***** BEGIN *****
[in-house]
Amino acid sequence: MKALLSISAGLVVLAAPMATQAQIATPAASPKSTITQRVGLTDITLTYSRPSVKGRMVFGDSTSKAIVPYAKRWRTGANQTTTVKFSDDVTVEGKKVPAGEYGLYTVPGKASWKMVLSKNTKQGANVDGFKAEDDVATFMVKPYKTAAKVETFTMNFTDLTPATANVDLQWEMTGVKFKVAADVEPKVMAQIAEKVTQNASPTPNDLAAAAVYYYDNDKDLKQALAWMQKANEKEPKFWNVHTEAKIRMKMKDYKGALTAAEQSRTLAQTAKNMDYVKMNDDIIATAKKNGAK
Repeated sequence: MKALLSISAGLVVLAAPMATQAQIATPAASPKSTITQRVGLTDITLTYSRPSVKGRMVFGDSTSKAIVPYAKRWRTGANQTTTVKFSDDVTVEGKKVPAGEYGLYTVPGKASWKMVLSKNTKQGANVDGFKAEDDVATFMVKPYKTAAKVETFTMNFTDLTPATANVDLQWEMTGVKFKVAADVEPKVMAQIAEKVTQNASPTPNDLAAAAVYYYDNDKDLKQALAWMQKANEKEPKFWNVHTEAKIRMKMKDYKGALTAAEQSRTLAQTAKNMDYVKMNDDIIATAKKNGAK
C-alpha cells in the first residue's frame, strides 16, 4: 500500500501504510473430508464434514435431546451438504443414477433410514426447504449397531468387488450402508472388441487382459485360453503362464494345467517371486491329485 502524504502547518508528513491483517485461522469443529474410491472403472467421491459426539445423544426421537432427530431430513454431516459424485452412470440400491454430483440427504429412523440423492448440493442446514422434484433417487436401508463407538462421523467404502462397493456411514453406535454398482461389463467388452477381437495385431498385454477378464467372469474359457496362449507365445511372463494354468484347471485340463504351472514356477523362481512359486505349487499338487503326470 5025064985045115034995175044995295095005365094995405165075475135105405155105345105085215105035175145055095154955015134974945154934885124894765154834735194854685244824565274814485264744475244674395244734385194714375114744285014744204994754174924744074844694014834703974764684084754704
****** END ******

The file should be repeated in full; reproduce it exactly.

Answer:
[in-house]
Amino acid sequence: MKALLSISAGLVVLAAPMATQAQIATPAASPKSTITQRVGLTDITLTYSRPSVKGRMVFGDSTSKAIVPYAKRWRTGANQTTTVKFSDDVTVEGKKVPAGEYGLYTVPGKASWKMVLSKNTKQGANVDGFKAEDDVATFMVKPYKTAAKVETFTMNFTDLTPATANVDLQWEMTGVKFKVAADVEPKVMAQIAEKVTQNASPTPNDLAAAAVYYYDNDKDLKQALAWMQKANEKEPKFWNVHTEAKIRMKMKDYKGALTAAEQSRTLAQTAKNMDYVKMNDDIIATAKKNGAK
Repeated sequence: MKALLSISAGLVVLAAPMATQAQIATPAASPKSTITQRVGLTDITLTYSRPSVKGRMVFGDSTSKAIVPYAKRWRTGANQTTTVKFSDDVTVEGKKVPAGEYGLYTVPGKASWKMVLSKNTKQGANVDGFKAEDDVATFMVKPYKTAAKVETFTMNFTDLTPATANVDLQWEMTGVKFKVAADVEPKVMAQIAEKVTQNASPTPNDLAAAAVYYYDNDKDLKQALAWMQKANEKEPKFWNVHTEAKIRMKMKDYKGALTAAEQSRTLAQTAKNMDYVKMNDDIIATAKKNGAK
C-alpha cells in the first residue's frame, strides 16, 4: 500500500501504510473430508464434514435431546451438504443414477433410514426447504449397531468387488450402508472388441487382459485360453503362464494345467517371486491329485 502524504502547518508528513491483517485461522469443529474410491472403472467421491459426539445423544426421537432427530431430513454431516459424485452412470440400491454430483440427504429412523440423492448440493442446514422434484433417487436401508463407538462421523467404502462397493456411514453406535454398482461389463467388452477381437495385431498385454477378464467372469474359457496362449507365445511372463494354468484347471485340463504351472514356477523362481512359486505349487499338487503326470 5025064985045115034995175044995295095005365094995405165075475135105405155105345105085215105035175145055095154955015134974945154934885124894765154834735194854685244824565274814485264744475244674395244734385194714375114744285014744204994754174924744074844694014834703974764684084754704